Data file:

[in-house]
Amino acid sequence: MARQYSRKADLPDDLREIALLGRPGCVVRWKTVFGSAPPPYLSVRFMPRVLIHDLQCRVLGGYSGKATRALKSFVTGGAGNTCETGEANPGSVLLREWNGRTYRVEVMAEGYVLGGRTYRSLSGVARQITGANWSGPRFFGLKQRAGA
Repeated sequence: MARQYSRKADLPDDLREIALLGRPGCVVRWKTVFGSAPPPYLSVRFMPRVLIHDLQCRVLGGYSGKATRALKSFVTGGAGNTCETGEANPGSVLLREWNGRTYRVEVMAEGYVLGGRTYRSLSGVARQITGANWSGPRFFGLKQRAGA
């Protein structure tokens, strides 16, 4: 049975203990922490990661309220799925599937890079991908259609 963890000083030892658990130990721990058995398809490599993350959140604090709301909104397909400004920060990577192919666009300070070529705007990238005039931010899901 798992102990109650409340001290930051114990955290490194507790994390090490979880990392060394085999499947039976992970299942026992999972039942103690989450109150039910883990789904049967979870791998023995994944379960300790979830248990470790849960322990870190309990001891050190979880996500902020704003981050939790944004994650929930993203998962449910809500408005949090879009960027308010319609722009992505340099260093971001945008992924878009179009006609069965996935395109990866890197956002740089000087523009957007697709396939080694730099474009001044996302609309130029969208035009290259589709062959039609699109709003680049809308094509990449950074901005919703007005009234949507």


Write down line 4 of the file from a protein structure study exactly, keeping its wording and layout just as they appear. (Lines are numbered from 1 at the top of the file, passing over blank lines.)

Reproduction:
């Protein structure tokens, strides 16, 4: 049975203990922490990661309220799925599937890079991908259609 963890000083030892658990130990721990058995398809490599993350959140604090709301909104397909400004920060990577192919666009300070070529705007990238005039931010899901 798992102990109650409340001290930051114990955290490194507790994390090490979880990392060394085999499947039976992970299942026992999972039942103690989450109150039910883990789904049967979870791998023995994944379960300790979830248990470790849960322990870190309990001891050190979880996500902020704003981050939790944004994650929930993203998962449910809500408005949090879009960027308010319609722009992505340099260093971001945008992924878009179009006609069965996935395109990866890197956002740089000087523009957007697709396939080694730099474009001044996302609309130029969208035009290259589709062959039609699109709003680049809308094509990449950074901005919703007005009234949507």